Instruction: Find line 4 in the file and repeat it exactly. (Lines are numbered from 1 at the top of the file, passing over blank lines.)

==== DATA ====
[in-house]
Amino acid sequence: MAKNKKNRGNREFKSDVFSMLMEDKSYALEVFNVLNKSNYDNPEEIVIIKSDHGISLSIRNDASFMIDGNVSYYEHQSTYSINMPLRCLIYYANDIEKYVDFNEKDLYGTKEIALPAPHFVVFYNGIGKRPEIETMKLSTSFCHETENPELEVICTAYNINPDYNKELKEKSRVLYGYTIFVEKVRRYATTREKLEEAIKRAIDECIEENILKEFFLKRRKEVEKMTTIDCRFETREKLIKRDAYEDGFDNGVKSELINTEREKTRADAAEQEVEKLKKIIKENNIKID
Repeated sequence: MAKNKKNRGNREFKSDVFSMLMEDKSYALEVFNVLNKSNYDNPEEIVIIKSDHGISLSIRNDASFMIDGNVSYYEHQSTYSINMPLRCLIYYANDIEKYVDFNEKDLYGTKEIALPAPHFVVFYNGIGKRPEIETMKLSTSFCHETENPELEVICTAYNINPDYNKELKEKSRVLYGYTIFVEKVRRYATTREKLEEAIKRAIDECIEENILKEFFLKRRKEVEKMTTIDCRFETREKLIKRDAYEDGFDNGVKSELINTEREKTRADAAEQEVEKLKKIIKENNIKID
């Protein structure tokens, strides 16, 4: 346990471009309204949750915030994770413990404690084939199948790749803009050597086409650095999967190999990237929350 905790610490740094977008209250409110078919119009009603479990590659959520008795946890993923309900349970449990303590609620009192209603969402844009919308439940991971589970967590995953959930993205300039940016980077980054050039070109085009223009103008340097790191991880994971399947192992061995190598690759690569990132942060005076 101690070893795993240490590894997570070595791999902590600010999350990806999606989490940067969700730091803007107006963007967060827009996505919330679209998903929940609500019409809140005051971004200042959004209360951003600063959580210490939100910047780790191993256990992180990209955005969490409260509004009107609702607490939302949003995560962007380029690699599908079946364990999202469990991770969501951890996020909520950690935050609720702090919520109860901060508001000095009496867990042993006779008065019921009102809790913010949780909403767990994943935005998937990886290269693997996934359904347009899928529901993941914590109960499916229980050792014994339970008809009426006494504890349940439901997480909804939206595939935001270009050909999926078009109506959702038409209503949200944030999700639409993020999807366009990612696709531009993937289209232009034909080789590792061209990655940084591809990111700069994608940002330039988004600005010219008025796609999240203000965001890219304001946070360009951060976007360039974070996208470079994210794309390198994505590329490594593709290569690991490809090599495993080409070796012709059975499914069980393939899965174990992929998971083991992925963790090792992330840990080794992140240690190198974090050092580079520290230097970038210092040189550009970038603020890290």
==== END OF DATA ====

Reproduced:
């Protein structure tokens, strides 16, 4: 346990471009309204949750915030994770413990404690084939199948790749803009050597086409650095999967190999990237929350 905790610490740094977008209250409110078919119009009603479990590659959520008795946890993923309900349970449990303590609620009192209603969402844009919308439940991971589970967590995953959930993205300039940016980077980054050039070109085009223009103008340097790191991880994971399947192992061995190598690759690569990132942060005076 101690070893795993240490590894997570070595791999902590600010999350990806999606989490940067969700730091803007107006963007967060827009996505919330679209998903929940609500019409809140005051971004200042959004209360951003600063959580210490939100910047780790191993256990992180990209955005969490409260509004009107609702607490939302949003995560962007380029690699599908079946364990999202469990991770969501951890996020909520950690935050609720702090919520109860901060508001000095009496867990042993006779008065019921009102809790913010949780909403767990994943935005998937990886290269693997996934359904347009899928529901993941914590109960499916229980050792014994339970008809009426006494504890349940439901997480909804939206595939935001270009050909999926078009109506959702038409209503949200944030999700639409993020999807366009990612696709531009993937289209232009034909080789590792061209990655940084591809990111700069994608940002330039988004600005010219008025796609999240203000965001890219304001946070360009951060976007360039974070996208470079994210794309390198994505590329490594593709290569690991490809090599495993080409070796012709059975499914069980393939899965174990992929998971083991992925963790090792992330840990080794992140240690190198974090050092580079520290230097970038210092040189550009970038603020890290």